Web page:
For a decade, marine biologists have been trying to unravel the subtle ways sonar may harm whales and dolphins, which hunt and travel using echolocation.
But experts peeling back the role of sound in the marine world are making surprising observations.
Alongside a boom in international shipping and deep-sea oil development, the ocean is growing ever-noisier and scientists are increasingly wary of sound's potential to impact sea life beyond just marine mammals.
Herring and cod appear to alter their swimming patterns in response to noise from ships. Schools of bluefin tuna scatter, with some diving and others rising to the surface. New studies suggest even small bumps in ocean noise may affect everything from damselfish and pollock to octopus and squid.
"The new research has been an eye-opener," said Jason Gedamke, who runs the US National Marine Fisheries Service ocean-acoustics programme.
The study of human-caused underwater noise pollution is in its infancy. For most creatures it's too soon to say how much is too much.
But the issue is capturing attention at high levels. Among the last acts of the top two science advisers in the George W Bush White House was a report recommending a decade-long research plan to grasp the "biologically significant effects" of marine noise.
And last year, leading experts on the sea's auditory environment compared the potential harm from ocean noise to Rachel Carson's 1962 plea to curb the use of toxic pesticides.
"Studies on the impact of pesticides on birds ... have curbed the prophesy of a 'silent spring'," they wrote. More noise research will provide "a better alternative to waiting to see what happens to fish in the dim future of a 'noisy spring"'.
The Bush administration was responding largely to gridlock from fights over sonar's impacts on marine mammals. But it recognised that our understanding of sound in the sea was changing rapidly.
In the last decade, beaked whales washed ashore with bleeding around the brain shortly after exposure to mid-frequency sonar. Researchers figured out that stranded bottlenose and rough-toothed dolphins often were nearly deaf. Dall's porpoises and killer whales were found to alter travel patterns during Navy exercises in Haro Strait, off the far north-west coast of the United States.
Environmentalists repeatedly sued the US Navy, but the precise science behind the impact on whales was often elusive.
Only recently did new research finally suggest, for example, that Navy sonar may mimic sounds produced by predatory killer whales. That may drive prey like beaked whales away from feeding areas and send them rocketing to the surface, giving them the equivalent of the bends.
But this acoustic war over mid-frequency sonar masked another emerging issue. At least 800 species of fish hear and produce sounds, either while fighting or competing for food or when courting or spawning. Some, like herring and shad, can detect ultrasound, which may be how they avoid hungry whales. Even sharks, considered poor listeners, follow sounds, perhaps when they resemble noises made by wounded prey.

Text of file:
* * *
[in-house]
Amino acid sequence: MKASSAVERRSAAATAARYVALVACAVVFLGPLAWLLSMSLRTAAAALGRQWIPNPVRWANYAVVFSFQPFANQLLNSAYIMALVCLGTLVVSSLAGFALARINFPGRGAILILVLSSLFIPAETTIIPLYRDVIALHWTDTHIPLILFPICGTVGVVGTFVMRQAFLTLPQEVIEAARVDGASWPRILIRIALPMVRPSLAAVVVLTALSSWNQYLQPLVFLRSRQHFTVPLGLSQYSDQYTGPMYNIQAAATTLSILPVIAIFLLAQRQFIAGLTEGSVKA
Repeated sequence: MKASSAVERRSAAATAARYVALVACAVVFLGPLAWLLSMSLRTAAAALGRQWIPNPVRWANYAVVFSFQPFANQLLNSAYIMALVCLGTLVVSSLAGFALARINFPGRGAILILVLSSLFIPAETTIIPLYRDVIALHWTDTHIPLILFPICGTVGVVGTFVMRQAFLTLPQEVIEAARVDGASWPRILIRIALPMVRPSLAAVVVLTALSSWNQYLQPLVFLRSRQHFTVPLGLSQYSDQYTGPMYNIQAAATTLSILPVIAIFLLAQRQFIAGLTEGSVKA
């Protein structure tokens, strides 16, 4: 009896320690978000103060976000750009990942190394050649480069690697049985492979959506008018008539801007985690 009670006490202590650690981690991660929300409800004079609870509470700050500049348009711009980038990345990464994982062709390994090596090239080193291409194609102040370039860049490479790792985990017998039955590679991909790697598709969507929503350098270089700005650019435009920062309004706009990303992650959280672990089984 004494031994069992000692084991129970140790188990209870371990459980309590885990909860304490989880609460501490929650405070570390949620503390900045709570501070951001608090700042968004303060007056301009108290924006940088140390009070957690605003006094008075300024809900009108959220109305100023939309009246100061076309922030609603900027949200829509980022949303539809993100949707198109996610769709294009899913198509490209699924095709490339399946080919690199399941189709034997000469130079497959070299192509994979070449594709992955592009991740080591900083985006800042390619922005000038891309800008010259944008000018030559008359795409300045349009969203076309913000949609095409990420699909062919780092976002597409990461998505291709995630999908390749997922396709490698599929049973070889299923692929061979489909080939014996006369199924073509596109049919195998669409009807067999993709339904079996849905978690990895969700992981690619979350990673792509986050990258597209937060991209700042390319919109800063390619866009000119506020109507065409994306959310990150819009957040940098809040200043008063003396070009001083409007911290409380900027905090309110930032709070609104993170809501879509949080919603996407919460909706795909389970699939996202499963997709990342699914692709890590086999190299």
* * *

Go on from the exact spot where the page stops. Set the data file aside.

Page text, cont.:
The noise pollution emanating from shipping lanes has increased more than tenfold since the early 1960s. And while higher-frequency sonar may be harmful to animals nearby, the low-frequency groan from shipping and the deep-sea air guns used to build oil platforms and bridges can travel halfway around the world.
"Navy sonar got our attention but now we're looking at low-frequency noise and thinking, 'wow, this could be very important'," said Aran Mooney, a zoologist with the Woods Hole Oceanographic Institution in Massachusetts.
Marla Holt, a marine biologist at the Northwest Fisheries Science Center in Seattle, said: "We've opened up this whole new area of research and are looking at acoustic exposure in new ways."
Now, rather than the discreet, damaging event, "it's that consistent, ubiquitous exposure that may be the most concerning", she said.
Pumping up the volume of background noise has well-known physiological effects on humans. It can alter hormone levels and increase blood pressure, and prompt us to change our behaviour. Same too, with some fish, which boost the release of the stress hormone cortisol in response to white noise.
"The analogy I use, having grown up in New York City, is when you see someone jackhammering a sidewalk, do you go out of your way to walk around it or do you just walk right by," said Art Popper, a biology professor who runs the aquatic bioacoustics lab at the University of Maryland.
The impact of sound varies by species. Goldfish have excellent hearing. Salmon and trout don't. Humpback, fin whales, right whales and bowhead generally flee all types of noise. But how important a sign is that, really? Does it mean animals are driven from important feeding or mating grounds, or is it merely a nuisance?
A chief concern is the potential for "auditory masking". Killer whales, for example, have been shown to raise their voices when their group-specific calls are being drowned out by noise.
But is that as harmless as humans talking a little louder - or is it the equivalent of regularly screaming at the top range?
"Is there an energetic cost to all of this?" Holt asked.
Scientists don't really know.